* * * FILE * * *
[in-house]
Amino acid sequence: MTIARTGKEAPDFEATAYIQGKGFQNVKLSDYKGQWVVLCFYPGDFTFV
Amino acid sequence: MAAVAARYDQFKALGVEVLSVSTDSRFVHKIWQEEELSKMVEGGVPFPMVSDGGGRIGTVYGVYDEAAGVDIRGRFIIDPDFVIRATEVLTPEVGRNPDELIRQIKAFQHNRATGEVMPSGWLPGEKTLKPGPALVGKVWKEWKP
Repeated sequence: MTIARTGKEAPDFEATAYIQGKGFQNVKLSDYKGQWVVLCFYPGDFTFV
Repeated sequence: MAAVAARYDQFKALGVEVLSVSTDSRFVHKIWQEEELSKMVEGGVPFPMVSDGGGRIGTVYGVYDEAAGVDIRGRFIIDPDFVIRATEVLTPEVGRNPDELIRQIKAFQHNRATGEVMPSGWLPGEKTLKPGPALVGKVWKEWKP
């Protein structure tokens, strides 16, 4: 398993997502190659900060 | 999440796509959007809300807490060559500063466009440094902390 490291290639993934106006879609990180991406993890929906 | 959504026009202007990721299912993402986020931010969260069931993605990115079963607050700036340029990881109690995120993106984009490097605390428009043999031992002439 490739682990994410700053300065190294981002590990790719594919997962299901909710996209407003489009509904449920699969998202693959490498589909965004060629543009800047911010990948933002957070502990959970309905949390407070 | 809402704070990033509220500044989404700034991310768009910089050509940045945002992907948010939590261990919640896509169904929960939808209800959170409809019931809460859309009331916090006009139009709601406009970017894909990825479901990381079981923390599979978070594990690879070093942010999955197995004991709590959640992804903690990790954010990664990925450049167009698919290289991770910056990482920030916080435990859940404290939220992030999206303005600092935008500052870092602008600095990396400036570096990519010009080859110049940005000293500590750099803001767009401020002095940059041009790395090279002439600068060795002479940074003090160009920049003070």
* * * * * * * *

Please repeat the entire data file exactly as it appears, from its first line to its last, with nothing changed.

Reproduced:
[in-house]
Amino acid sequence: MTIARTGKEAPDFEATAYIQGKGFQNVKLSDYKGQWVVLCFYPGDFTFV
Amino acid sequence: MAAVAARYDQFKALGVEVLSVSTDSRFVHKIWQEEELSKMVEGGVPFPMVSDGGGRIGTVYGVYDEAAGVDIRGRFIIDPDFVIRATEVLTPEVGRNPDELIRQIKAFQHNRATGEVMPSGWLPGEKTLKPGPALVGKVWKEWKP
Repeated sequence: MTIARTGKEAPDFEATAYIQGKGFQNVKLSDYKGQWVVLCFYPGDFTFV
Repeated sequence: MAAVAARYDQFKALGVEVLSVSTDSRFVHKIWQEEELSKMVEGGVPFPMVSDGGGRIGTVYGVYDEAAGVDIRGRFIIDPDFVIRATEVLTPEVGRNPDELIRQIKAFQHNRATGEVMPSGWLPGEKTLKPGPALVGKVWKEWKP
């Protein structure tokens, strides 16, 4: 398993997502190659900060 | 999440796509959007809300807490060559500063466009440094902390 490291290639993934106006879609990180991406993890929906 | 959504026009202007990721299912993402986020931010969260069931993605990115079963607050700036340029990881109690995120993106984009490097605390428009043999031992002439 490739682990994410700053300065190294981002590990790719594919997962299901909710996209407003489009509904449920699969998202693959490498589909965004060629543009800047911010990948933002957070502990959970309905949390407070 | 809402704070990033509220500044989404700034991310768009910089050509940045945002992907948010939590261990919640896509169904929960939808209800959170409809019931809460859309009331916090006009139009709601406009970017894909990825479901990381079981923390599979978070594990690879070093942010999955197995004991709590959640992804903690990790954010990664990925450049167009698919290289991770910056990482920030916080435990859940404290939220992030999206303005600092935008500052870092602008600095990396400036570096990519010009080859110049940005000293500590750099803001767009401020002095940059041009790395090279002439600068060795002479940074003090160009920049003070």